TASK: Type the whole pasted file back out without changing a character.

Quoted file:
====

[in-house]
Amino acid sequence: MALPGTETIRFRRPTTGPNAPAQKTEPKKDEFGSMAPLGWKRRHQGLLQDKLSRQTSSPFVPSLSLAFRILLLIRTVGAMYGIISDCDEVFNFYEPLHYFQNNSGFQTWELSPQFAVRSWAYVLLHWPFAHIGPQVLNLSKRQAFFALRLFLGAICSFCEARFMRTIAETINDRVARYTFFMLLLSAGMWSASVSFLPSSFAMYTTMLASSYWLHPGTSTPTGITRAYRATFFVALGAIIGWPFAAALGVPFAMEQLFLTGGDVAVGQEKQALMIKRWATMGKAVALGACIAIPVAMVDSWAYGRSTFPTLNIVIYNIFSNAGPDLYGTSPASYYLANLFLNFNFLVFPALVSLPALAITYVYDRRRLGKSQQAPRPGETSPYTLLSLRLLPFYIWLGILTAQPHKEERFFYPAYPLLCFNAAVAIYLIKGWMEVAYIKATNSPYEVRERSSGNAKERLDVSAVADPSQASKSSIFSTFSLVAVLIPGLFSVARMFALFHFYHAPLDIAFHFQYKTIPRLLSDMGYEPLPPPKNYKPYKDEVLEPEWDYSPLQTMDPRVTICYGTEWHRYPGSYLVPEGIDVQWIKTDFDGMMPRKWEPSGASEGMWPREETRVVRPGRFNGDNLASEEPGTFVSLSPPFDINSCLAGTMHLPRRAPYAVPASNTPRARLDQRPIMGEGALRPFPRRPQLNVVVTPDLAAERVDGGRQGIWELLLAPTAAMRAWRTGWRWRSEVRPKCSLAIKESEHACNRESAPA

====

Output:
[in-house]
Amino acid sequence: MALPGTETIRFRRPTTGPNAPAQKTEPKKDEFGSMAPLGWKRRHQGLLQDKLSRQTSSPFVPSLSLAFRILLLIRTVGAMYGIISDCDEVFNFYEPLHYFQNNSGFQTWELSPQFAVRSWAYVLLHWPFAHIGPQVLNLSKRQAFFALRLFLGAICSFCEARFMRTIAETINDRVARYTFFMLLLSAGMWSASVSFLPSSFAMYTTMLASSYWLHPGTSTPTGITRAYRATFFVALGAIIGWPFAAALGVPFAMEQLFLTGGDVAVGQEKQALMIKRWATMGKAVALGACIAIPVAMVDSWAYGRSTFPTLNIVIYNIFSNAGPDLYGTSPASYYLANLFLNFNFLVFPALVSLPALAITYVYDRRRLGKSQQAPRPGETSPYTLLSLRLLPFYIWLGILTAQPHKEERFFYPAYPLLCFNAAVAIYLIKGWMEVAYIKATNSPYEVRERSSGNAKERLDVSAVADPSQASKSSIFSTFSLVAVLIPGLFSVARMFALFHFYHAPLDIAFHFQYKTIPRLLSDMGYEPLPPPKNYKPYKDEVLEPEWDYSPLQTMDPRVTICYGTEWHRYPGSYLVPEGIDVQWIKTDFDGMMPRKWEPSGASEGMWPREETRVVRPGRFNGDNLASEEPGTFVSLSPPFDINSCLAGTMHLPRRAPYAVPASNTPRARLDQRPIMGEGALRPFPRRPQLNVVVTPDLAAERVDGGRQGIWELLLAPTAAMRAWRTGWRWRSEVRPKCSLAIKESEHACNRESAPA